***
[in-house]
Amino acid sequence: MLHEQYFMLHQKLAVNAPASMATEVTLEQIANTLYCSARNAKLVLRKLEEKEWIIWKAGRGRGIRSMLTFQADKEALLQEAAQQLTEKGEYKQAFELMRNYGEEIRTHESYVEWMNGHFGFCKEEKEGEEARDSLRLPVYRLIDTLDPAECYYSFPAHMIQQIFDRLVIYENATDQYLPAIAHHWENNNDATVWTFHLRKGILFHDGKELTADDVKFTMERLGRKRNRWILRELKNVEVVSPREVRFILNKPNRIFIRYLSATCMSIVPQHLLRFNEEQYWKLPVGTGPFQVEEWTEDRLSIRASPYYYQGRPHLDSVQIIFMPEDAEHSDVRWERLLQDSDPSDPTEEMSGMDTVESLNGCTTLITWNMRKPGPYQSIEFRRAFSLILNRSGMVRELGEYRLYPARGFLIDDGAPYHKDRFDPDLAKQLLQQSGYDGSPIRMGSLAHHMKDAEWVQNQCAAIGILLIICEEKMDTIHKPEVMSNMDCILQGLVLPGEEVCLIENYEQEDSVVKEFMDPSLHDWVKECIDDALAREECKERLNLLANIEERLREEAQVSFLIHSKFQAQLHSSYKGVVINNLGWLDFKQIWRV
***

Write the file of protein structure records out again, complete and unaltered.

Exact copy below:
[in-house]
Amino acid sequence: MLHEQYFMLHQKLAVNAPASMATEVTLEQIANTLYCSARNAKLVLRKLEEKEWIIWKAGRGRGIRSMLTFQADKEALLQEAAQQLTEKGEYKQAFELMRNYGEEIRTHESYVEWMNGHFGFCKEEKEGEEARDSLRLPVYRLIDTLDPAECYYSFPAHMIQQIFDRLVIYENATDQYLPAIAHHWENNNDATVWTFHLRKGILFHDGKELTADDVKFTMERLGRKRNRWILRELKNVEVVSPREVRFILNKPNRIFIRYLSATCMSIVPQHLLRFNEEQYWKLPVGTGPFQVEEWTEDRLSIRASPYYYQGRPHLDSVQIIFMPEDAEHSDVRWERLLQDSDPSDPTEEMSGMDTVESLNGCTTLITWNMRKPGPYQSIEFRRAFSLILNRSGMVRELGEYRLYPARGFLIDDGAPYHKDRFDPDLAKQLLQQSGYDGSPIRMGSLAHHMKDAEWVQNQCAAIGILLIICEEKMDTIHKPEVMSNMDCILQGLVLPGEEVCLIENYEQEDSVVKEFMDPSLHDWVKECIDDALAREECKERLNLLANIEERLREEAQVSFLIHSKFQAQLHSSYKGVVINNLGWLDFKQIWRV